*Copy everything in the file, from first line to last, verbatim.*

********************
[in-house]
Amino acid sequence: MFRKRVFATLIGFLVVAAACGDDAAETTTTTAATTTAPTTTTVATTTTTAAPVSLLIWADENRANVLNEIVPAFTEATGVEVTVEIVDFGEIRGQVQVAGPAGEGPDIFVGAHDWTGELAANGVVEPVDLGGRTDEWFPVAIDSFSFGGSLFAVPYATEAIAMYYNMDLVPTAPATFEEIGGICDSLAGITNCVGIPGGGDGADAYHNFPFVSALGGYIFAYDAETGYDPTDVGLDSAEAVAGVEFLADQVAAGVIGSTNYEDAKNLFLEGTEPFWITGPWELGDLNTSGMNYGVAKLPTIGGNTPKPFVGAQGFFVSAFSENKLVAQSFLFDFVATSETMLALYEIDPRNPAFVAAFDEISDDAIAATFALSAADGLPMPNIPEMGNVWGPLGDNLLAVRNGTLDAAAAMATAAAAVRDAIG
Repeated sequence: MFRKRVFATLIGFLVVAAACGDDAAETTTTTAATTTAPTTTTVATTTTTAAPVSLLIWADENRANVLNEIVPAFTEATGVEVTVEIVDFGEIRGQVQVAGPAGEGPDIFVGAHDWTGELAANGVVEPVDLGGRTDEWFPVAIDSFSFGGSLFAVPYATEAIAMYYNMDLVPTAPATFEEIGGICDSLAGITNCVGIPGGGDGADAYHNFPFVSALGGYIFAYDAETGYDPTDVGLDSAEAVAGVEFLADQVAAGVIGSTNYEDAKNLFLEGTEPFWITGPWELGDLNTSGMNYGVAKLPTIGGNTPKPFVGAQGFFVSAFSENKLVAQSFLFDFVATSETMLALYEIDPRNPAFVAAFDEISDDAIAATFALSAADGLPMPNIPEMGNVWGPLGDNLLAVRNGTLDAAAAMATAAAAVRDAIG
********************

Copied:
[in-house]
Amino acid sequence: MFRKRVFATLIGFLVVAAACGDDAAETTTTTAATTTAPTTTTVATTTTTAAPVSLLIWADENRANVLNEIVPAFTEATGVEVTVEIVDFGEIRGQVQVAGPAGEGPDIFVGAHDWTGELAANGVVEPVDLGGRTDEWFPVAIDSFSFGGSLFAVPYATEAIAMYYNMDLVPTAPATFEEIGGICDSLAGITNCVGIPGGGDGADAYHNFPFVSALGGYIFAYDAETGYDPTDVGLDSAEAVAGVEFLADQVAAGVIGSTNYEDAKNLFLEGTEPFWITGPWELGDLNTSGMNYGVAKLPTIGGNTPKPFVGAQGFFVSAFSENKLVAQSFLFDFVATSETMLALYEIDPRNPAFVAAFDEISDDAIAATFALSAADGLPMPNIPEMGNVWGPLGDNLLAVRNGTLDAAAAMATAAAAVRDAIG
Repeated sequence: MFRKRVFATLIGFLVVAAACGDDAAETTTTTAATTTAPTTTTVATTTTTAAPVSLLIWADENRANVLNEIVPAFTEATGVEVTVEIVDFGEIRGQVQVAGPAGEGPDIFVGAHDWTGELAANGVVEPVDLGGRTDEWFPVAIDSFSFGGSLFAVPYATEAIAMYYNMDLVPTAPATFEEIGGICDSLAGITNCVGIPGGGDGADAYHNFPFVSALGGYIFAYDAETGYDPTDVGLDSAEAVAGVEFLADQVAAGVIGSTNYEDAKNLFLEGTEPFWITGPWELGDLNTSGMNYGVAKLPTIGGNTPKPFVGAQGFFVSAFSENKLVAQSFLFDFVATSETMLALYEIDPRNPAFVAAFDEISDDAIAATFALSAADGLPMPNIPEMGNVWGPLGDNLLAVRNGTLDAAAAMATAAAAVRDAIG